NPM will operate as an alternative trading system and will offer private companies that qualify for NPM membership the ability to conduct primary offerings (by means of private placements) and control secondary transactions in their securities (by means of structured liquidity programs).
To become a member of NPM a private company will need to meet at least one of the marketplace’s qualification requirements and comply with certain reporting and disclosure requirement. NPM also recommends, but does not require, that member companies comply certain corporate governance guidelines.
Reporting and Disclosure Requirements
NPM member companies will be required to meet certain ongoing reporting and disclosure requirements, including:
- the provision of audited annual financial statements and unaudited quarterly financial statements to transaction participants;
- disclosing company information, such as management bios, a description of the company’s business, including significant developments, operations, competition and risks, and capitalization information, annually to transaction participants; and
- adopting an insider trading policy designed to prevent misuse of material non-public information.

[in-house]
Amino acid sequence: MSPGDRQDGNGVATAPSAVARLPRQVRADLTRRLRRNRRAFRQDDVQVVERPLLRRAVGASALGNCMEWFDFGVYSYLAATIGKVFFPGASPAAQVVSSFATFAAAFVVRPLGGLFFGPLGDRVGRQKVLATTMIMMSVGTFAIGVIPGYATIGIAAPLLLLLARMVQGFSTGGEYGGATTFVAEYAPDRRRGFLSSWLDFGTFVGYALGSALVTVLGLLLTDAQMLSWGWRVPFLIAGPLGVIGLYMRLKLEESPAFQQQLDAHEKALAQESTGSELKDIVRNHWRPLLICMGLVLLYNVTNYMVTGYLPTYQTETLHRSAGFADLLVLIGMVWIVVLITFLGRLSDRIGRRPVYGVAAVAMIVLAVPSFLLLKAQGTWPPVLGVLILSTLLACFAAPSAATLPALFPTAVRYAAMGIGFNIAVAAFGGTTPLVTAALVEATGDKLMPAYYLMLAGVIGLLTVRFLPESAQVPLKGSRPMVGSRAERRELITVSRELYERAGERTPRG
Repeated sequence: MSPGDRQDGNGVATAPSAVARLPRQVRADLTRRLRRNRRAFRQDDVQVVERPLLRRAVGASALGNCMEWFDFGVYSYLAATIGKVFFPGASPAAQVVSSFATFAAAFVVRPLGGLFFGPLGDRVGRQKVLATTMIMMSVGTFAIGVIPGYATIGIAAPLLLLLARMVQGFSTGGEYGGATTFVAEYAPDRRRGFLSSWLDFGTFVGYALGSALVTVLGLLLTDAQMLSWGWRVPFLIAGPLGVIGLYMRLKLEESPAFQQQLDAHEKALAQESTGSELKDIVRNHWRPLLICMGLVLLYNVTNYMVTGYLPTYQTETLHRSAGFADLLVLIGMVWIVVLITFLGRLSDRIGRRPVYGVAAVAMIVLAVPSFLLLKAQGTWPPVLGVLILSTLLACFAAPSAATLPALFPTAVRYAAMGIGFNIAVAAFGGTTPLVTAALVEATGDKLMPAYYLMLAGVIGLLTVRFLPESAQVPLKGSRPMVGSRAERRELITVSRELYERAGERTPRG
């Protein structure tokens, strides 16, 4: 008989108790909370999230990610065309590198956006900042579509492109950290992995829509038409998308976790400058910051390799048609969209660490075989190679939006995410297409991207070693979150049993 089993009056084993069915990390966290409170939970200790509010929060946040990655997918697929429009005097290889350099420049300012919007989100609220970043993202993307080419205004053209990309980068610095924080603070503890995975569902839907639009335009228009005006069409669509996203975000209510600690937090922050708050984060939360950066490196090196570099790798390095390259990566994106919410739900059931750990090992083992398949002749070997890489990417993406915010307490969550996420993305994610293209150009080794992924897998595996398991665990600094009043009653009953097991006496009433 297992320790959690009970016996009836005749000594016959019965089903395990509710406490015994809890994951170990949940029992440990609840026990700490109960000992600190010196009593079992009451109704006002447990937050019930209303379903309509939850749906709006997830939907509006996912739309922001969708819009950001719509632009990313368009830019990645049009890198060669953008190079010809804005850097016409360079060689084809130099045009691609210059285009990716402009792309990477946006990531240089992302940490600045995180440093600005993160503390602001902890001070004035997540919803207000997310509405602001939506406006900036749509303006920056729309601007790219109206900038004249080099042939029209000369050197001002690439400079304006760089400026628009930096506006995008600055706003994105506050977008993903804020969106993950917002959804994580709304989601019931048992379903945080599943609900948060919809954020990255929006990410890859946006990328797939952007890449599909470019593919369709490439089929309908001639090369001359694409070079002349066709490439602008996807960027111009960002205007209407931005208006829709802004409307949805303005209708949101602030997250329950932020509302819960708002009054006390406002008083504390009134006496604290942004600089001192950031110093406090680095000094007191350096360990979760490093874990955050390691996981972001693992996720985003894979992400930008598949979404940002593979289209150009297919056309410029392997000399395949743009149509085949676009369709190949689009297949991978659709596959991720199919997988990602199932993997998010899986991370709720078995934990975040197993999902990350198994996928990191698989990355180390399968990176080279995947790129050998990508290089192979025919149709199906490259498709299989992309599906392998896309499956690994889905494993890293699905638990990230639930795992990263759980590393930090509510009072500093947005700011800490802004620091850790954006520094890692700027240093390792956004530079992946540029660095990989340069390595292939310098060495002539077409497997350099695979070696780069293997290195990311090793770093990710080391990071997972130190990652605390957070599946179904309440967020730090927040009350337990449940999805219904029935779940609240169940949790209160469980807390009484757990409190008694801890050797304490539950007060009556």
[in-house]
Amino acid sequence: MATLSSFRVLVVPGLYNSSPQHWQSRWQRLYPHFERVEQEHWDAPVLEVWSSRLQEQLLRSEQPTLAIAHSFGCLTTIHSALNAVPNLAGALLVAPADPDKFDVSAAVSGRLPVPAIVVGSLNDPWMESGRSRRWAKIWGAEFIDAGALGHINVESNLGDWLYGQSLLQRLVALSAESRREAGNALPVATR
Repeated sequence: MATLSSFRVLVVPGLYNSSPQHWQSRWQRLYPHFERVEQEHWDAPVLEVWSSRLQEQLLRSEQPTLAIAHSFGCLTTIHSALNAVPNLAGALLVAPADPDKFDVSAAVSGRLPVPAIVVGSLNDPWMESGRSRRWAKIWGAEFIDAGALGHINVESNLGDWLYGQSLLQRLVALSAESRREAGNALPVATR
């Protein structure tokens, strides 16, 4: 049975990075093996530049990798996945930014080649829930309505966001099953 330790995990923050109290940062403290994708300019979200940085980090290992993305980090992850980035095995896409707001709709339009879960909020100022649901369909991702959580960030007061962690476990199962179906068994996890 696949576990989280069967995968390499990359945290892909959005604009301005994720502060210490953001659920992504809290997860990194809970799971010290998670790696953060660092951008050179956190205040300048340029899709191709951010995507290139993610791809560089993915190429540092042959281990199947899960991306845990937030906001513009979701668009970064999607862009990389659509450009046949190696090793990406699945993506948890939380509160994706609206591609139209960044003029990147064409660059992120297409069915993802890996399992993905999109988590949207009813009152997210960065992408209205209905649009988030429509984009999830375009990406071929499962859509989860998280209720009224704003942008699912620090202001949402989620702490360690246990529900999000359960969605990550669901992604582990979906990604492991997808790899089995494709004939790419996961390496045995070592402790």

Recommended Corporate Governance Guidelines
NPM also recommends, but again does not require, that member companies adhere to certain corporate governance guidelines, including:
- having a board of directors that includes at least two independent directors.
- having an audit committee comprised of solely of independent directors who can read and understand financial statements and which has sole responsibility for engaging and dismissing a company’s auditors;
- adopting a code of conduct applicable to officers, directors and employees;
- holding an annual meeting; and
- reviewing and overseeing related-party transactions for potential conflicts of interest.
NPM is a dealer market, like the NASDAQ Stock Market, meaning that market participants will have to access NPM through a broker-dealer that is a member of NPM.